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In my bathroom, I have a switch for the light and a switch for the exhaust fan. It seems that on occasion, not all the time, the power will trip when I turn the fan off, not on. It also seems to be independent on whether or not the light is on.

Where is the most likely source of the problem, the switch, the breaker, or buried in the wall somewhere?

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Is the breaker a GFCI type? – SteveR Jan 27 '12 at 22:27

Interesting. I can think of a couple scenarios.

First, the switch may be causing a small arc as the contacts separate, and that is tripping a GFCI/AFCI breaker in the panel. The switch may also be worn to the point where it can cause a short from hot to ground; this would be unlikely to trip a breaker, but it could happen. Lastly, there may be exposed wiring in the switch box, coupled with a loosened mounting of the switch int the box, causing a short between wires when the switch is flipped.

In all cases, the most likely culprit is the switch. Single-pole 120V15A switches are a buck-fifty a pop, so it can't hurt to just replace it. Make sure there's no bare wire that can short against a ground; I've found it helpful to give the switch or outlet I'm installing a wrap of electrical tape, which covers the terminals and other energized metal around the switch body and helps prevent shorts. Make sure no bare metal can touch any other bare metal when you put the new switch back in the box.

If that doesn't solve the problem then the next likely culprit is a GFCI or AFCI panel breaker, which is tripping in response to arcing at the point where the contacts in the switch disengage. This is normal; a very small arc will occur when the contacts are very close together right when the switch turns on and off. AFCI breakers are sometimes prone to "false positives" like this; you can trip an AFCI breaker plugging in an appliance that's already turned on, for instance. You do not need an AFCI breaker on bathroom circuits; only bedroom circuits built or last renovated after 1999. So, as long as your bedroom and bathroom are on separate panel circuits (and they should be), you can use a normal breaker. You DO need GFCI protection for outlets on bathroom circuits, meaning if you remove the AFCI breaker and replace it (or, more accurately, if you have a licensed electrician do it for you), you will need to replace the most "upstream" outlet on that circuit with a GFCI outlet, and you will need to make sure all outlets in the "wet" areas (within 4 feet of a sink, tub, shower or toilet) are protected by that GFCI.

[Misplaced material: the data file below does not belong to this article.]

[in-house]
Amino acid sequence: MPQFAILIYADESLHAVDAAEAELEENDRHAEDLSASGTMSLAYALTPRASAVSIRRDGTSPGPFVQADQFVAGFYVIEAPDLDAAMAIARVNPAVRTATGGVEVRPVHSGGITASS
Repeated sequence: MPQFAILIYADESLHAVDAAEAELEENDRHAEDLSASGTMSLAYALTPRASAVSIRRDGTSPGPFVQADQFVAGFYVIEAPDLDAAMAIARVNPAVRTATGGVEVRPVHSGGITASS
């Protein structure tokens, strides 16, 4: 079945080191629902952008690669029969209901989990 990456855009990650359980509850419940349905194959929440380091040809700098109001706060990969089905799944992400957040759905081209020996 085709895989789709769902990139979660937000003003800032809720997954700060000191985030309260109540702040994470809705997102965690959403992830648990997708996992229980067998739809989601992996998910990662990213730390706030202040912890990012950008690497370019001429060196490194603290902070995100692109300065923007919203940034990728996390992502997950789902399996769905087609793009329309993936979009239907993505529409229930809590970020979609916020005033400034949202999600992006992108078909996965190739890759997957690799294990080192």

It may also be caused by a GFCI breaker protecting the switch and fan, that is detecting current being driven through the neutral side (which remains closed when the switch is turned off) by the rotating fan motor as it winds down. A motor is basically just a generator in reverse, after all. With the big flywheel of the fan keeping it rotating after the power is cut, it can induce voltage, causing an imbalance between the hot and neutral that trips the breaker. Again, in this case you can solve the problem by replacing the panel breaker with a normal "slow-trip" breaker, and just protecting the outlets with a GFCI receptacle instead of the whole circuit.

I find it hard to believe the fan could be causing a tripped breaker if the breaker isn't a GFCI, but if you still haven't found the cause by this point the fan would be the last thing to check. Ensure the motor is securely mounted in its housing, and that all wiring is properly insulated with no possibility of a short. Make sure the motor itself is in good repair; there may be a worn bearing or bushing that is causing the armature to contact the shell during a sudden change in stress (like when the electomagnetic force that spins it goes away). I can't think of much that would cause the fan to trip a normal breaker when turned off, that wouldn't be causing far worse problems when turned on.

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The main reason I know of people wrapping outlets/switches in electrical tape is so that drywallers dont short it out when they cutout the boxes later. Otherwise its sort of unnecessary – Steven Jan 27 '12 at 22:37
If a bath fan or light fixture is within the tub or shower area, it may require a GFCI. NEC code states that if the manufacture recommends to use GFCI, you must use it. – SteveR Jan 27 '12 at 22:52
@Steven: Wrapping the switch in electrical tape helps ensure that the terminals cannot come in contact with the ground bundle, or if the box is metal, the sides of the box. I have personally experienced headaches where everything worked fine when the switch was hanging loose, but shorted out once I put it back in because the switch terminals ended up touching the side of the box or the next switch over. It's more of a problem with the big beefy GCFI and 20A nodes, but it can still prevent problems even with an ordinary 15A switch or receptacle. – KeithS Jan 27 '12 at 22:58
@SteveR: Yes, you are right. I would expect, if the fan's manufacturer recommends GFCI, that the fan should be designed not to trip a GFCI due to loading of the neutral as it spins down, or for any other reason, no matter how much it's used over its rated life (and I've seen fans still going strong after 40 years). The OP or a previous homeowner may have removed a fan that required GFCI, and replaced it with something that is neither recommended not compatible with GFCI. – KeithS Jan 27 '12 at 23:03
I should add that the fan is brand new, I replaced the old one which was doing the same thing. – Paul Belardi Jan 28 '12 at 1:14

I've had this problem while working in a pubs. The switch was a 2-way and the earth cables from another switch was touching L2 so when switched it went from switch wire to earth wire causing a dead short.

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